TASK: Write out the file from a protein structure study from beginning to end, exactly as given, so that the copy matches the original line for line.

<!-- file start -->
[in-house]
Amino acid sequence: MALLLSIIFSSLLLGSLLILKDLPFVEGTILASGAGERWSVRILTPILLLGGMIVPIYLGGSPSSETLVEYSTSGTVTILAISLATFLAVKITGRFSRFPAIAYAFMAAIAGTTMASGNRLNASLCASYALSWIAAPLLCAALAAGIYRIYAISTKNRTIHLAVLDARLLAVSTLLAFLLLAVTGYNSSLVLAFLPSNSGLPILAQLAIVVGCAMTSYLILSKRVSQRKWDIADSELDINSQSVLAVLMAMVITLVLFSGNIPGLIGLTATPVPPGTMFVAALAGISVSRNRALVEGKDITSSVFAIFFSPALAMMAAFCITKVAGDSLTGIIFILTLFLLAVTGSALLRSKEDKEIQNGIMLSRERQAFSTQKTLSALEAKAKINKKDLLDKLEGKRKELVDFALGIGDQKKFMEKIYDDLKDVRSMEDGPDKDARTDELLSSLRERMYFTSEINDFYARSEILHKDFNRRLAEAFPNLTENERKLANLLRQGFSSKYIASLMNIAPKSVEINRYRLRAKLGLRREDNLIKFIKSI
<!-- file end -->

[in-house]
Amino acid sequence: MALLLSIIFSSLLLGSLLILKDLPFVEGTILASGAGERWSVRILTPILLLGGMIVPIYLGGSPSSETLVEYSTSGTVTILAISLATFLAVKITGRFSRFPAIAYAFMAAIAGTTMASGNRLNASLCASYALSWIAAPLLCAALAAGIYRIYAISTKNRTIHLAVLDARLLAVSTLLAFLLLAVTGYNSSLVLAFLPSNSGLPILAQLAIVVGCAMTSYLILSKRVSQRKWDIADSELDINSQSVLAVLMAMVITLVLFSGNIPGLIGLTATPVPPGTMFVAALAGISVSRNRALVEGKDITSSVFAIFFSPALAMMAAFCITKVAGDSLTGIIFILTLFLLAVTGSALLRSKEDKEIQNGIMLSRERQAFSTQKTLSALEAKAKINKKDLLDKLEGKRKELVDFALGIGDQKKFMEKIYDDLKDVRSMEDGPDKDARTDELLSSLRERMYFTSEINDFYARSEILHKDFNRRLAEAFPNLTENERKLANLLRQGFSSKYIASLMNIAPKSVEINRYRLRAKLGLRREDNLIKFIKSI